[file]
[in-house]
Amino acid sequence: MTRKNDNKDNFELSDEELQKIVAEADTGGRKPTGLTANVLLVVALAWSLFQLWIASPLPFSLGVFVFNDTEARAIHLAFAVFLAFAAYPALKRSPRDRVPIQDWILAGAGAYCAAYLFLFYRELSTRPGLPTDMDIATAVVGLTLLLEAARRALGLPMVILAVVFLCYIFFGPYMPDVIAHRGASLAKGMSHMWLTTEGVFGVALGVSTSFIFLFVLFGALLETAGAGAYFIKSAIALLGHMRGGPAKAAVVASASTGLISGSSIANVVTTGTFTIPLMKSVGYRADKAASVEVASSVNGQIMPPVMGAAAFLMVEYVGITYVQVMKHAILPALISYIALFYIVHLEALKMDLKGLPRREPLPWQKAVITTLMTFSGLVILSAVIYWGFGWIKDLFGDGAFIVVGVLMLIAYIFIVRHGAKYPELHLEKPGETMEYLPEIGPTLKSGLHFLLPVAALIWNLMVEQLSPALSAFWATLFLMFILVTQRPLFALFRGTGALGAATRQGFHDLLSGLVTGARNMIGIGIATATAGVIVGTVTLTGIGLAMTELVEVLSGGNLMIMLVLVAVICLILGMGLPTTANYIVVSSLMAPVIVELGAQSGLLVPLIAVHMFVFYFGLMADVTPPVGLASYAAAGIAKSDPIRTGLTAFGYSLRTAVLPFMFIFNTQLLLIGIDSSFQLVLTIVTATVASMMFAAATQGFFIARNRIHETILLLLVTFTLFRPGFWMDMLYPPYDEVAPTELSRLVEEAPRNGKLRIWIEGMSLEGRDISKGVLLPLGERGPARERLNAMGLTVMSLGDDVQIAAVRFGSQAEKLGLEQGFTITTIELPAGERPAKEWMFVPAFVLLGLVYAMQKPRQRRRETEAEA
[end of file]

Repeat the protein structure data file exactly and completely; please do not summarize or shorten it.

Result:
[in-house]
Amino acid sequence: MTRKNDNKDNFELSDEELQKIVAEADTGGRKPTGLTANVLLVVALAWSLFQLWIASPLPFSLGVFVFNDTEARAIHLAFAVFLAFAAYPALKRSPRDRVPIQDWILAGAGAYCAAYLFLFYRELSTRPGLPTDMDIATAVVGLTLLLEAARRALGLPMVILAVVFLCYIFFGPYMPDVIAHRGASLAKGMSHMWLTTEGVFGVALGVSTSFIFLFVLFGALLETAGAGAYFIKSAIALLGHMRGGPAKAAVVASASTGLISGSSIANVVTTGTFTIPLMKSVGYRADKAASVEVASSVNGQIMPPVMGAAAFLMVEYVGITYVQVMKHAILPALISYIALFYIVHLEALKMDLKGLPRREPLPWQKAVITTLMTFSGLVILSAVIYWGFGWIKDLFGDGAFIVVGVLMLIAYIFIVRHGAKYPELHLEKPGETMEYLPEIGPTLKSGLHFLLPVAALIWNLMVEQLSPALSAFWATLFLMFILVTQRPLFALFRGTGALGAATRQGFHDLLSGLVTGARNMIGIGIATATAGVIVGTVTLTGIGLAMTELVEVLSGGNLMIMLVLVAVICLILGMGLPTTANYIVVSSLMAPVIVELGAQSGLLVPLIAVHMFVFYFGLMADVTPPVGLASYAAAGIAKSDPIRTGLTAFGYSLRTAVLPFMFIFNTQLLLIGIDSSFQLVLTIVTATVASMMFAAATQGFFIARNRIHETILLLLVTFTLFRPGFWMDMLYPPYDEVAPTELSRLVEEAPRNGKLRIWIEGMSLEGRDISKGVLLPLGERGPARERLNAMGLTVMSLGDDVQIAAVRFGSQAEKLGLEQGFTITTIELPAGERPAKEWMFVPAFVLLGLVYAMQKPRQRRRETEAEA